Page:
26. 26. A soccer experiment Back in 2015, my old team had to detect and disambiguate mentions of soccer players and teams in short textual extracts from video scenes from football matches: “It's the 70th minute of the game and after a magnificent pass by Casemiro, Ronaldo managed to beat Claudio Bravo. Real now leads 1-0." For that we used an in-house system, called Knowledge Tagger, and DBpedia as domain knowledge about soccer teams and players.
  27. 27. A soccer experiment Initially, we ran the system with all the DBPedia related entities for each player as disambiguation evidence. Precision was 60% and recall 55% Then we pruned DBPedia and kept only three relations: • Players and their current teams • Players and their current co-players • Players and their current managers Precision increased to 82% and recall to 80%
  28. 28. Why this gap? • We usually don’t want just any relatedness but a relatedness that actually helps our goal. • Our task’s required relatedness seems to be compatible with the one provided by the data, yet there are subtle differences that make the latter non-useful or even harmful. • Semantic relatedness is a vague relation for which it’s relatively easy to get agreement outside of any context, but hard within one.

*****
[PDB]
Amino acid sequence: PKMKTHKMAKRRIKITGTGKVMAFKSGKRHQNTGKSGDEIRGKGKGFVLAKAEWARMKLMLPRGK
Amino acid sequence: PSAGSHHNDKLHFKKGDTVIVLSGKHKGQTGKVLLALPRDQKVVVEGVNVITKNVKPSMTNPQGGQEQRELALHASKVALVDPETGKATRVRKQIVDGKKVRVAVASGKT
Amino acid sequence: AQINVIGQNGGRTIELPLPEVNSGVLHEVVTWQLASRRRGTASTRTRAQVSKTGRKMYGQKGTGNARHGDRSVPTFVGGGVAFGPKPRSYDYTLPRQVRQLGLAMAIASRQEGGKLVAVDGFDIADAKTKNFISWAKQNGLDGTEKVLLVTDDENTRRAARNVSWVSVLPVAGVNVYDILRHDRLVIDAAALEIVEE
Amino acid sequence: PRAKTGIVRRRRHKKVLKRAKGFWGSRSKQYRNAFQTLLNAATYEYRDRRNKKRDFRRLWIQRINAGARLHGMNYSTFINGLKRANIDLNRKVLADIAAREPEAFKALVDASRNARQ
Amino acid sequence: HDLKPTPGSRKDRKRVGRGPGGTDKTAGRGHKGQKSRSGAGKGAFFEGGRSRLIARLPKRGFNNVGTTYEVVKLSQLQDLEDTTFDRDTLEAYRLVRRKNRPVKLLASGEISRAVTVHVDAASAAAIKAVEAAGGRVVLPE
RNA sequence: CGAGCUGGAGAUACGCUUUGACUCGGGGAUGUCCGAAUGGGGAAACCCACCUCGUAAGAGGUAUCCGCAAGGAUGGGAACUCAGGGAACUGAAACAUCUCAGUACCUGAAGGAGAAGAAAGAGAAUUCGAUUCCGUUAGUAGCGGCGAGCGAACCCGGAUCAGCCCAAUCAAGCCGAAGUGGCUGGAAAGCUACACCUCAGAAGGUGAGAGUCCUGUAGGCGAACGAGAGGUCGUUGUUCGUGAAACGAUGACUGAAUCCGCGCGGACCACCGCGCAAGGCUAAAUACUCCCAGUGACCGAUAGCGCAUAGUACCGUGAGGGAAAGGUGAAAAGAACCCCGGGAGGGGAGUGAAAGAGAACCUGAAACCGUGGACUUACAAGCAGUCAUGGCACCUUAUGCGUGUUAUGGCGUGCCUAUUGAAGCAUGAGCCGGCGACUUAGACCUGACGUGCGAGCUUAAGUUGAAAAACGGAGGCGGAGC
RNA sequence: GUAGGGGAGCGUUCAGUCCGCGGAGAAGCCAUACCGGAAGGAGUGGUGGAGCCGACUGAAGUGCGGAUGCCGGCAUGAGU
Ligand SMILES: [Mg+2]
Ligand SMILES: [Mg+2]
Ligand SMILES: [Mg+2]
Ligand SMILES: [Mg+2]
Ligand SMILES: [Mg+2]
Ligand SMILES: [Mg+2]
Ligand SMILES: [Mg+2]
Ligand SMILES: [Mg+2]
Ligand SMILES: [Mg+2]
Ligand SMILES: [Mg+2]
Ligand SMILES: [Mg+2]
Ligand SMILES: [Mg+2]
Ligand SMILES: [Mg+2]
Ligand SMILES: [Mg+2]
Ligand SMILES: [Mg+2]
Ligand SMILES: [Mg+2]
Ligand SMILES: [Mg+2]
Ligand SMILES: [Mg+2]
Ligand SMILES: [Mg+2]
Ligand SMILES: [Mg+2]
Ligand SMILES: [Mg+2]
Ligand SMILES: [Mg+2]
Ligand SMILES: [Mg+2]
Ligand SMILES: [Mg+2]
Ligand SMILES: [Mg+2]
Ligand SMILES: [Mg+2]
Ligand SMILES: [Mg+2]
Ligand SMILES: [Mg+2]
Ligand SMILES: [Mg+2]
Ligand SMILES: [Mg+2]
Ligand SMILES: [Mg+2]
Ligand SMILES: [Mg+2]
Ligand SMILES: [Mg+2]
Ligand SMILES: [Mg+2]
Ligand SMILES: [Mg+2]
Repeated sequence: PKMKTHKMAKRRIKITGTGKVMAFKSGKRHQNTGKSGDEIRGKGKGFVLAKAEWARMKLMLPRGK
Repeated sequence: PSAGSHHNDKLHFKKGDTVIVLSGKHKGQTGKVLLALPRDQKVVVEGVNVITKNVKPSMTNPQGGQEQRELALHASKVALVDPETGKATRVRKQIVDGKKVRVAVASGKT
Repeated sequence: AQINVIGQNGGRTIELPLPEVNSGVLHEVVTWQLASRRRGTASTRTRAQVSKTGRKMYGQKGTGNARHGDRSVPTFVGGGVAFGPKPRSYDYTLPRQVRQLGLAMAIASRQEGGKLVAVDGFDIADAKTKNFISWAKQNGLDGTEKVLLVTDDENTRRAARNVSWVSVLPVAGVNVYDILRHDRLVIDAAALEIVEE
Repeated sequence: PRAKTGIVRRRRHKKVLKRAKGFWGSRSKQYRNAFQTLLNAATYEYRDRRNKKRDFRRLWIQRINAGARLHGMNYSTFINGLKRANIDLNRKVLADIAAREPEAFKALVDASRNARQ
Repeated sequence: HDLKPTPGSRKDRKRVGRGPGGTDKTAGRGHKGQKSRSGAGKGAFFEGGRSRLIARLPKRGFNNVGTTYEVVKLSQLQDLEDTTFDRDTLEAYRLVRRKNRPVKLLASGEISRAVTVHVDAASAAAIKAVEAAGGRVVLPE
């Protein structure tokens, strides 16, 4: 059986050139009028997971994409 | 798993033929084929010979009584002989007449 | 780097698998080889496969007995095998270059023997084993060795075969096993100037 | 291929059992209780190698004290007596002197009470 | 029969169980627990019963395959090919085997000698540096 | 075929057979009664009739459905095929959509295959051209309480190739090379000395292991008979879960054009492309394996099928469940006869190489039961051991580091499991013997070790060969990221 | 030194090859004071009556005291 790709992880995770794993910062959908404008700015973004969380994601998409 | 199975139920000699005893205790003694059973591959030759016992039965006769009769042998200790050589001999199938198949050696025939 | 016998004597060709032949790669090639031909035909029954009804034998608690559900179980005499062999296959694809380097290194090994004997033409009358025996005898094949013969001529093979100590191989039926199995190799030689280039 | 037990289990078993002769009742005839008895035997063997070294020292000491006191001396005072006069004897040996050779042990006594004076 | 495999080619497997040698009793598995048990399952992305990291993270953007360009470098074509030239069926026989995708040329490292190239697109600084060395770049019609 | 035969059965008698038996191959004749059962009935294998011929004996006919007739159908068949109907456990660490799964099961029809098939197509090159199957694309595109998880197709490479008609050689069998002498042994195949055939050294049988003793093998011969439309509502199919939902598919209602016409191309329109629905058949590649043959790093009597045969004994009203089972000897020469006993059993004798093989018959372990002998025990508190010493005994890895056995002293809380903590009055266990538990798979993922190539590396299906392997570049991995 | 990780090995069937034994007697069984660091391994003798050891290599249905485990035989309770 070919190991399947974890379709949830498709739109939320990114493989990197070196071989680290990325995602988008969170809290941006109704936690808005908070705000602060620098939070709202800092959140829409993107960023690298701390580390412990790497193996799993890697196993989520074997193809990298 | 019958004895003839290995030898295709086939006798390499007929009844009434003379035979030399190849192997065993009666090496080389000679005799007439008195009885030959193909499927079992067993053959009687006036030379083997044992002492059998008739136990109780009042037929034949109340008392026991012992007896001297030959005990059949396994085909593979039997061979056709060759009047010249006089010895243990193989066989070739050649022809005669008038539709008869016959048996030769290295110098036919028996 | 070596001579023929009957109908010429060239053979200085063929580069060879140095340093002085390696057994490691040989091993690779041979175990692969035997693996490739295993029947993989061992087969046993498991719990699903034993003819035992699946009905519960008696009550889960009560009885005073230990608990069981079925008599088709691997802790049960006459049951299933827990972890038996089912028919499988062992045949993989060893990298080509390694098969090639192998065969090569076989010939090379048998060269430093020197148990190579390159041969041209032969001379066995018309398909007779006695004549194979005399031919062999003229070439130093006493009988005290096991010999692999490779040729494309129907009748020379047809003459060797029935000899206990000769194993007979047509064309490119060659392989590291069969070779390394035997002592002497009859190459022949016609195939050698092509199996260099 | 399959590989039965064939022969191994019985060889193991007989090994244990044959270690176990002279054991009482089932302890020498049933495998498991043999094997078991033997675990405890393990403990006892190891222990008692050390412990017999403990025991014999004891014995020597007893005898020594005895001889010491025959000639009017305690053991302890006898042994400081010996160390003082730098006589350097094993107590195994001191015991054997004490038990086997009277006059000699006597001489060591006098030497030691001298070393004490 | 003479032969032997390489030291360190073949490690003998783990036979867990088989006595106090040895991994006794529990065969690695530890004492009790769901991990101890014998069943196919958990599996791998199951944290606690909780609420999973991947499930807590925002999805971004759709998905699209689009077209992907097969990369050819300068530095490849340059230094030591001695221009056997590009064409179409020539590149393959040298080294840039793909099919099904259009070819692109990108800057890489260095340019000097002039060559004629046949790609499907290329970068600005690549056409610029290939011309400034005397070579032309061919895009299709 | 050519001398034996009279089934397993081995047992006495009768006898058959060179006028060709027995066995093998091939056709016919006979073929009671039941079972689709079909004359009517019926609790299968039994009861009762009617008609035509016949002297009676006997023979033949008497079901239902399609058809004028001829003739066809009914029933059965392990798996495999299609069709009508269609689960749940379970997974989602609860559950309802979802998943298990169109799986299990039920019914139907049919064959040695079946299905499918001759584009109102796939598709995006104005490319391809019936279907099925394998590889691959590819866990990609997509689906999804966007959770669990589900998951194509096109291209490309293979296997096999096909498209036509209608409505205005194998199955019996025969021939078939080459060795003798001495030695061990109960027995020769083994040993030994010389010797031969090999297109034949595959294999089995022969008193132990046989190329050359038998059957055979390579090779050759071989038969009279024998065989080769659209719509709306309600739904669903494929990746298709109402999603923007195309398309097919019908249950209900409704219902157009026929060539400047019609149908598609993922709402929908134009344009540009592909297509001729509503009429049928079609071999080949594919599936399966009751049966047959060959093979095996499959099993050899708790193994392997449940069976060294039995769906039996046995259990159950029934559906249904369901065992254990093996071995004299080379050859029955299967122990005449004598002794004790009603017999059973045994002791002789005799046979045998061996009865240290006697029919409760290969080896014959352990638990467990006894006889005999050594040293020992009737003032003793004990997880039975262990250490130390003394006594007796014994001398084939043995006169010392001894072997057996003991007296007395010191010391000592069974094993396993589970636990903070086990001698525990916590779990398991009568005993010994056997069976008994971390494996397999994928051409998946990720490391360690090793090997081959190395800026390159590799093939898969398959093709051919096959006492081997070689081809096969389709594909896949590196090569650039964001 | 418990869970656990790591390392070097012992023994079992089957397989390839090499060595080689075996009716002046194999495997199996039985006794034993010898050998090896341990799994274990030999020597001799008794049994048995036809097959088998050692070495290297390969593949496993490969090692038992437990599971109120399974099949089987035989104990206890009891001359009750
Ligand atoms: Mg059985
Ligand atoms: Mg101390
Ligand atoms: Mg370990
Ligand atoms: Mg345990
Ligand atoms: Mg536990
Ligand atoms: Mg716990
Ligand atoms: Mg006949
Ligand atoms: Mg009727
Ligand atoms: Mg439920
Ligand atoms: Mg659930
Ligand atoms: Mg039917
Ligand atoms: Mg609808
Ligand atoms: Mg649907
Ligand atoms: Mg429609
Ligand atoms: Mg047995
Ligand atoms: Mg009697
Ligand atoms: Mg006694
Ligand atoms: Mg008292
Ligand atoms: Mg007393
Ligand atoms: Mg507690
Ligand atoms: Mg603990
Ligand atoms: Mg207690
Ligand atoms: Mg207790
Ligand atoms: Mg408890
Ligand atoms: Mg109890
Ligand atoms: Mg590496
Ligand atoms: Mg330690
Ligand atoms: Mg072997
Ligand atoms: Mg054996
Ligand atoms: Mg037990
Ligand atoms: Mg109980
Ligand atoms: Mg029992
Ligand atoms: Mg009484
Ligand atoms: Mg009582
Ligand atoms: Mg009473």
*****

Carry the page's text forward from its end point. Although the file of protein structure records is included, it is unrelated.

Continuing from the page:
29. 29. How to narrow the gap • Uncover the hidden assumptions and expectations behind the “should be related” requirement. • Give people examples of terms that you think they can be related • Ask them to judge them as related or not in context. • Challenge them to justify their decisions. • Identify patterns and rules that characterize these decisions. • Use this information to derive the “relatedness” you need.
  30. 30. Let’s summarize
  31. 31. Take aways The Semantic Gap in Data Science is real We can avoid and /or narrow it though by paying more attention ➔ We often model data meaning badly ➔ We often understand the data meaning wrongly ➔ We often produce the wrong results ➔ Ambiguity ➔ Vagueness ➔ Variety and diversity ➔ Context-dependence ➔ Understand basic semantic phenomena ➔ Understand how data can be misunderstood ➔ Be aware of and document assumptions, choices and biases Closing it is hard
  32. 32. Thank you! Panos Alexopoulos Head of Ontology @ Textkernel Writing a book on semantic data modeling @ O’Reilly E-mail: alexopoulos@textkernel.nl Web: http://www.panosalexopoulos.com LinkedIn: www.linkedin.com/in/panosalexopoulos Twitter: @PAlexop